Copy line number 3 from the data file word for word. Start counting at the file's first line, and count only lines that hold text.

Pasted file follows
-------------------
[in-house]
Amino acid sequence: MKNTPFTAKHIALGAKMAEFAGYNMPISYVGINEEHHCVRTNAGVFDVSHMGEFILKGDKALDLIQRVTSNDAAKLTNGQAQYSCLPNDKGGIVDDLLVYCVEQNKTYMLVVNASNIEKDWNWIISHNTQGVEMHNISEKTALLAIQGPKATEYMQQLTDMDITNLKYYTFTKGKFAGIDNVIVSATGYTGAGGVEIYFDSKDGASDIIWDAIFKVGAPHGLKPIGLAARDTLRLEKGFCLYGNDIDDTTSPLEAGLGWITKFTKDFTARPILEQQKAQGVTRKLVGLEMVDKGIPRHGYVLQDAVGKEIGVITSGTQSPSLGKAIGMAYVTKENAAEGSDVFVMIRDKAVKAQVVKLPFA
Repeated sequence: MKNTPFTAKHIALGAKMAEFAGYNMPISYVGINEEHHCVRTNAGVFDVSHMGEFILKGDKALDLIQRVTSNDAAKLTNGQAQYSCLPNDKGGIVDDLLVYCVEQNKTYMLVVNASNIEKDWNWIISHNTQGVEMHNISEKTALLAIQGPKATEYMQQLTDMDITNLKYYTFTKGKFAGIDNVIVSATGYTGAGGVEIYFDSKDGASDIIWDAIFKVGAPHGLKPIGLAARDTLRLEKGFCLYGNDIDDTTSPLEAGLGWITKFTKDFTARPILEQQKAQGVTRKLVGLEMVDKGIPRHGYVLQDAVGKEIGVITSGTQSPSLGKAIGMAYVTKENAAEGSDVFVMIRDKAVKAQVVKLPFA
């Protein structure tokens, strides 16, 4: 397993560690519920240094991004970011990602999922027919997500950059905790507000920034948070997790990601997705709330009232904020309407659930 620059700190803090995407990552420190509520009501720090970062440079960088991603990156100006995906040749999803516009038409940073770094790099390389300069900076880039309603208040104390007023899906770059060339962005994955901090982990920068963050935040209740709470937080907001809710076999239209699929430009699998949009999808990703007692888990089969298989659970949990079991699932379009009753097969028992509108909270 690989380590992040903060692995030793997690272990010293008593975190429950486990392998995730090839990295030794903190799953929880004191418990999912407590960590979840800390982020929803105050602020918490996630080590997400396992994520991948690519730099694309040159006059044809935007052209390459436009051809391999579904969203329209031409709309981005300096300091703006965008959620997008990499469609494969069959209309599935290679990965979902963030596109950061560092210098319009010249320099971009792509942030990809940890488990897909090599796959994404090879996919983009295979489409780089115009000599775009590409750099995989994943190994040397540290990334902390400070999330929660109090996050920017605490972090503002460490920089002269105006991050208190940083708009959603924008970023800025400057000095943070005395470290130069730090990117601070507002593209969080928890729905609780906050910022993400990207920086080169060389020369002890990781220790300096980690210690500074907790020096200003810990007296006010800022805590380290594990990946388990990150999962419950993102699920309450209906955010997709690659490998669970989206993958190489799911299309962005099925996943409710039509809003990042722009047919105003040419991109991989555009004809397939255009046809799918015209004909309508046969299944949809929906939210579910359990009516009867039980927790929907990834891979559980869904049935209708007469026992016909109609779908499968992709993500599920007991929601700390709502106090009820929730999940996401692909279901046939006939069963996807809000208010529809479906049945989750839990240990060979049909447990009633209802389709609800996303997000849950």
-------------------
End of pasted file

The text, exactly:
Repeated sequence: MKNTPFTAKHIALGAKMAEFAGYNMPISYVGINEEHHCVRTNAGVFDVSHMGEFILKGDKALDLIQRVTSNDAAKLTNGQAQYSCLPNDKGGIVDDLLVYCVEQNKTYMLVVNASNIEKDWNWIISHNTQGVEMHNISEKTALLAIQGPKATEYMQQLTDMDITNLKYYTFTKGKFAGIDNVIVSATGYTGAGGVEIYFDSKDGASDIIWDAIFKVGAPHGLKPIGLAARDTLRLEKGFCLYGNDIDDTTSPLEAGLGWITKFTKDFTARPILEQQKAQGVTRKLVGLEMVDKGIPRHGYVLQDAVGKEIGVITSGTQSPSLGKAIGMAYVTKENAAEGSDVFVMIRDKAVKAQVVKLPFA